Neighbors Across the Divide

They are the same age and both have families and the same goals in life. But Francis Mwangi lives in a corrugated metal shack while Johan Kiharu owns a mansion with a swimming pool. A look at the lives of two men symbolizing a deeply unhealthy society.

A Multimedia Story from Nairobi by Christoph Titz (Text) and Johnny Miller (360-Degree Photos and Drone Videos)

One Gate, Two Worlds

When Francis Mwangi heads off to work, his first step has to be a big one to clear the garbage and sewage flowing through a gutter in front of his door. Once outside, the air smells of burning coal as his neighbors are preparing their morning tea. The sun bathes the cool morning air of the slum in a glittering light.

Wearing his black security-guard uniform, Mwangi snaps shut the padlock on the wooden-plank door and walks up a narrow alley between the walls of corrugated sheet metal. To the boom gate where he works.

Drone Video: From the Slum to the Villa

Just half a mile away, Johan Kiharu must also take a big first step on his way to work -- into his white Toyota Land Cruiser, Executive Edition -- complete with tinted windows, leather seats, a V8 motor and air conditioning. He doesn't lock the door to his villa. After all, the security guard is there, along with the cook, the housekeeper and the family's two dogs, Toffee and Oreo. The sun sparkles on the surface of the swimming pool.

Mwangi and Kiharu are both 43 years old, are both married and both have three children. They even live in the same section of Nairobi, called Karura. They are practically neighbors, but they live in different worlds, separated by barriers.

One of these barriers is a physical one: The yellow-painted, iron boom that separates Huruma, the slum where Mwangi lives, from Runda Evergreen, the upscale neighborhood that Johan Kiharu calls home.

Mwangi is paid by his wealthy neighbors to raise and lower the gate, earning the equivalent of 4.50 euros in a 24-hour shift. He and his fellow guards ensure that criminals don't make their way into the exclusive neighborhood to break into the villas. Do such things happen? "No," says Mwangi. "But the people there feel better because the gate exists."

360-Degree Video: Where Mwangi Works

The paved road takes a sharp turn in front of Mwang's gate. There are lots of SUVs on the road here, along with the occasional Porsche or Mercedes, heading for one of the shopping malls with their Apple Stores and multiplex cinemas. Others are heading to work or to school, with children in the backseat who are ultimately destined for a university education.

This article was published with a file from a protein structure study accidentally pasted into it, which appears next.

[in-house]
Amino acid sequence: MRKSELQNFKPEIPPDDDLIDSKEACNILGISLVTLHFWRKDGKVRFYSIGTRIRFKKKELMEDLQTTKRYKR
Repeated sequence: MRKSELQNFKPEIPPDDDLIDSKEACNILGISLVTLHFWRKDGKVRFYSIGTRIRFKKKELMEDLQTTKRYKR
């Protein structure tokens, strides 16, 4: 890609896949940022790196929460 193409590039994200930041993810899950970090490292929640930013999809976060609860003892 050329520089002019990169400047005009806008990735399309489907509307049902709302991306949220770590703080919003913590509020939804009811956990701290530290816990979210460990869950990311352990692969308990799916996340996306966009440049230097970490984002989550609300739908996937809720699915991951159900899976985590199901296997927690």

Kiharu's sons are absorbed in their smartphones as he drives them past the gate and past Mwangi and they hardly even register his existence. After Kiharu drops his children off at their Indian private school in the city center, he continues onward to his legal practice.

Both men could easily walk around the boom gate which Mwangi watches over and which Kiharu passes almost every day -- it is hardly the kind of barrier that could prevent contact between the two. Indeed, Kiharu is happy to get out of his car for a photo with Mwangi if you ask him. But the two have nothing to say to each other. What, after all, should they talk about?

For Kiharu, grocery shopping is done by his housekeeper, according to a list prepared by his wife. In the afternoons, he eats Middle Eastern chicken from the grill at the Muthaiga Golf Club. As on every Wednesday, club night already begins at noon for members. He plays a round of golf with the head of a bank before arranging deals at the bar.

For Mwangi, there is no lunch on Wednesdays, as is the case on every other day of the week. A ginger lemonade will have to do. "Sugar keeps me awake. That gets me through the day," he says. He only buys meat once a year, at Christmas. On all other days, the family cooks beans and corn on a coal fire, natural gas is too expensive. Mwangi's world doesn't include any days off and he has to work on Saturdays and Sundays as well.

Two different fates, but they reflect the deep social inequality that afflicts Kenya.

New Masters, Same Old Suffering

Forty years ago, the city quarter where Mwangi and Kiharu live was a coffee plantation. Workers lived as so-called squatters among the plants. Their white boss allowed the locals live on his land because he paid them too little for a life of independence.